8. Sara, I found your letter both reassuring and challenging at the same time. Your dad used to talk about how one brushstroke tells you what the next one should be, and I`ve tried to follow that guidance. Now I have your list of “what ifs” to explore as the New Year begins. Thank you for your letters, and the information, support, and challenge that they offer. Happy New Year!

  9. Thank you Sara for sharing these thoughts of truth and inspiration. I feel you always share with your heart, and my heart and head always are inspired by you. Happy New Year, keep writing!!!

  10. “Wading along the shores” of a New Year is certain to bring opportunities for happiness if we just pick up that brush and dance with it, as we have been known to do. I agree, the opportunities start there, but do require courage at times, and a place to be intimate with our muse. I too have found wiggling toes in the ocean can invite painting. Thanks for the letter and things to ponder for 2020 – May it bring happy art our way :)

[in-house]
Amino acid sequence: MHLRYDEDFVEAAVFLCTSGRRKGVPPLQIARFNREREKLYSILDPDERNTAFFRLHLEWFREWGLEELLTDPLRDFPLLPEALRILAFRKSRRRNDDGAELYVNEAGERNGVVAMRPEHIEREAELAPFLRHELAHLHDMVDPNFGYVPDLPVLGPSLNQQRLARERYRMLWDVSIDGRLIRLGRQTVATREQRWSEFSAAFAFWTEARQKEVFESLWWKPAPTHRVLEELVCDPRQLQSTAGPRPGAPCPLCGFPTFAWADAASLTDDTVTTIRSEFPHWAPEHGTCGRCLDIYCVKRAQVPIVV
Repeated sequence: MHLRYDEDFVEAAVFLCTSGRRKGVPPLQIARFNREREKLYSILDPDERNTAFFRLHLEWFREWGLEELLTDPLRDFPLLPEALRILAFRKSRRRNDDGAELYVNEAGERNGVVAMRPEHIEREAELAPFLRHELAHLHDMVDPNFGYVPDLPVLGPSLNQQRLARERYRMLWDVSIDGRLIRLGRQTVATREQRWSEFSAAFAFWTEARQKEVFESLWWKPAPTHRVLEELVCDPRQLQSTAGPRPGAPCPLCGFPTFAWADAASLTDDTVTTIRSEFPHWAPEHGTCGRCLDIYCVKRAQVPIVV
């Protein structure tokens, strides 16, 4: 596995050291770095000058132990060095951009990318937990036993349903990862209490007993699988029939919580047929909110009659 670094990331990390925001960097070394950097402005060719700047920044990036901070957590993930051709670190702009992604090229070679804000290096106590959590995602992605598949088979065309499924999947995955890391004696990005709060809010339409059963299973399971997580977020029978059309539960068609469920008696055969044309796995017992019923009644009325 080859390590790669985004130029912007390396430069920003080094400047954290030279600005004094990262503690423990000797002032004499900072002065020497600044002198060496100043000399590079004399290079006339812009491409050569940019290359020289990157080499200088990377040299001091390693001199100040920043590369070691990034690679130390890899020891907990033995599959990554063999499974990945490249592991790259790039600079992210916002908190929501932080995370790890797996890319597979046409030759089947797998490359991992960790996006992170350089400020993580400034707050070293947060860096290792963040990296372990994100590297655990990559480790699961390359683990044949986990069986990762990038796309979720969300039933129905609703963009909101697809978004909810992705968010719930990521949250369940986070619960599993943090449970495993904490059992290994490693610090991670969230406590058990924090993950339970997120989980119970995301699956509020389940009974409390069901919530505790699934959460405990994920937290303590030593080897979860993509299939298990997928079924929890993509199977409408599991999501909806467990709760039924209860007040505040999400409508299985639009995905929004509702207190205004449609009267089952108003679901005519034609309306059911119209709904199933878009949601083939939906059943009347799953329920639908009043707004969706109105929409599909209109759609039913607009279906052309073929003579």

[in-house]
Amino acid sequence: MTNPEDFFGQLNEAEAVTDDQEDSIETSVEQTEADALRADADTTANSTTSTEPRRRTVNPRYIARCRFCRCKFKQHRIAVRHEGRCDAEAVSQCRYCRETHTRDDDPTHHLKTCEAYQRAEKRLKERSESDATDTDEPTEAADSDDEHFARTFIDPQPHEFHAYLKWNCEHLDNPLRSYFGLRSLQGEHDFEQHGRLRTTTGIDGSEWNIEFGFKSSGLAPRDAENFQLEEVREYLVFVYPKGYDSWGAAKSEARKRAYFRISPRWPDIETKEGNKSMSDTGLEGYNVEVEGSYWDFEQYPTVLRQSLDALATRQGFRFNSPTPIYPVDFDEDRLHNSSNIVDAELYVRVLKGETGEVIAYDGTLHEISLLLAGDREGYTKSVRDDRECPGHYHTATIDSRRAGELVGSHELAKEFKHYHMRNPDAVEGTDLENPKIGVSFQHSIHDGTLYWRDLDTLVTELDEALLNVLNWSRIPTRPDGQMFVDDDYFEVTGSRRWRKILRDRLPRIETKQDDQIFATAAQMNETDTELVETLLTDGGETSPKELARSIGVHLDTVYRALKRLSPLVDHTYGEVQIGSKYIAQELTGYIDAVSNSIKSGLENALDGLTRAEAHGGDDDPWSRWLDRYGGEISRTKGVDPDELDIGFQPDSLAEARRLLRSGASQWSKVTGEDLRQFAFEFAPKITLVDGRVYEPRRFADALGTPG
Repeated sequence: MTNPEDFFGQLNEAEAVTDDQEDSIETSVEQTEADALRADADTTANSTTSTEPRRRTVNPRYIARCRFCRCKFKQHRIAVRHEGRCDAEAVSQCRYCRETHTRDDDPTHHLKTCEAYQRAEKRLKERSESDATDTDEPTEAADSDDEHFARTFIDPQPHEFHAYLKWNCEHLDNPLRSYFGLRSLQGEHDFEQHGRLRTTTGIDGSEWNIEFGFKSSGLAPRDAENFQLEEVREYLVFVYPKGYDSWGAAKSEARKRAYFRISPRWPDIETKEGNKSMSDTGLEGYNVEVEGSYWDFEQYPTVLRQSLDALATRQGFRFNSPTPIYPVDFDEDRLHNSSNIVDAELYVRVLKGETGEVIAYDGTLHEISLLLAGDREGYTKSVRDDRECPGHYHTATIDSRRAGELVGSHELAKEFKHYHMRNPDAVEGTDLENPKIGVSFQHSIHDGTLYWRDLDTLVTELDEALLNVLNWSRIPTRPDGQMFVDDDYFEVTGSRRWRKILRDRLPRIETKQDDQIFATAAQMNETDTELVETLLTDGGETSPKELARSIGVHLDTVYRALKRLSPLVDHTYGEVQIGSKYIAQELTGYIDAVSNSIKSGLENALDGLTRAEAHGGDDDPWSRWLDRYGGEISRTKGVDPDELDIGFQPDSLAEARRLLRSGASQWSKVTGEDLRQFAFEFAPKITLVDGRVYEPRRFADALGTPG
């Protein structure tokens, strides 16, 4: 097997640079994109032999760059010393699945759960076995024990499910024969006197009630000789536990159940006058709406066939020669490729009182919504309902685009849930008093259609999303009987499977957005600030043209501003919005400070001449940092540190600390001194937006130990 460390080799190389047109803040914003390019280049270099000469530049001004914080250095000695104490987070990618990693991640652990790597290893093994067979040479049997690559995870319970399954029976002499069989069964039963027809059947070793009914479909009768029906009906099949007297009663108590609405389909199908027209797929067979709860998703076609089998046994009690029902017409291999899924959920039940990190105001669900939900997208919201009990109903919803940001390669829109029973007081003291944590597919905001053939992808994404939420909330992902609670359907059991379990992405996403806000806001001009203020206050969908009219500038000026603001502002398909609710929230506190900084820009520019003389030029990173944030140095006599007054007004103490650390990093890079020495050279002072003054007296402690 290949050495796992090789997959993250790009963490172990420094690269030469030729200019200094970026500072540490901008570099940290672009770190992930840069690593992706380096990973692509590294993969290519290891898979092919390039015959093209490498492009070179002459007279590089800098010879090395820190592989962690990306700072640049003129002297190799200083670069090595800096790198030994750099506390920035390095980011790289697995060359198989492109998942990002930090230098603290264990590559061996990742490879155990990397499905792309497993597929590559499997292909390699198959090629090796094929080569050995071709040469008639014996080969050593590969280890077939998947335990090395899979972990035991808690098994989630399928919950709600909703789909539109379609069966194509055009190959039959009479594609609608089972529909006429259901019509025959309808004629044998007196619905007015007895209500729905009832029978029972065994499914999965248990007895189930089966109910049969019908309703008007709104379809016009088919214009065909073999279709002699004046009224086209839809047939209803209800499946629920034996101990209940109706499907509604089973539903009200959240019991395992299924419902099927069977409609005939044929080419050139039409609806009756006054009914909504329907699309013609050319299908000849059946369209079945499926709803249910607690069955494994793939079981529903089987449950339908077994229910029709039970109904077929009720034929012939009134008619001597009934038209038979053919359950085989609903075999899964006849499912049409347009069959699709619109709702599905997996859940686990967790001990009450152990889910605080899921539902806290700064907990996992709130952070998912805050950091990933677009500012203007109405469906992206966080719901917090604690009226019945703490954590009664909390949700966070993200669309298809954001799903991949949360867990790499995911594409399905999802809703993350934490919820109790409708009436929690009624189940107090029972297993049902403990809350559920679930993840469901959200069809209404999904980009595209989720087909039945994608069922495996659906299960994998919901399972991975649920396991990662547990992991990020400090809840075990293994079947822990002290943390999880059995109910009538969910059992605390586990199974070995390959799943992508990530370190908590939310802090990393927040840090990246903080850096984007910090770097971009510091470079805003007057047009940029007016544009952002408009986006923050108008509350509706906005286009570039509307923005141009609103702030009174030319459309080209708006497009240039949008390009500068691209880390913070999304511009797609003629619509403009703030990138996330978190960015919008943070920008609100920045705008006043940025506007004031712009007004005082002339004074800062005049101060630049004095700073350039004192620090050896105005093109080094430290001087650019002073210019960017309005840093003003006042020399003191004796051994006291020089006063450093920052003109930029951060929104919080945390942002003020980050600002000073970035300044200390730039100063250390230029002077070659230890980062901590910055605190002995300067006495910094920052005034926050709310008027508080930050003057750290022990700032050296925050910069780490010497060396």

11. My studio looks like Helen Frankenthaler’s if Francis Bacon worked in it for two or three months. But waaay smaller.

  12. The choice of Helen Frankenthaler’s paintings were a perfect accompaniment to the article. They seemed to show what could happen if Sara’s advice words was followed precisely. I hadn’t kept up with Helen’s work since the big pour paintings of the 70s and I was happy to see her work still growing and evolving.

  13. Thank you from the bottom of my heart for your unselfish gift of these letters, Sara. You touch more souls than you can know. Love and Best Wishes in the New One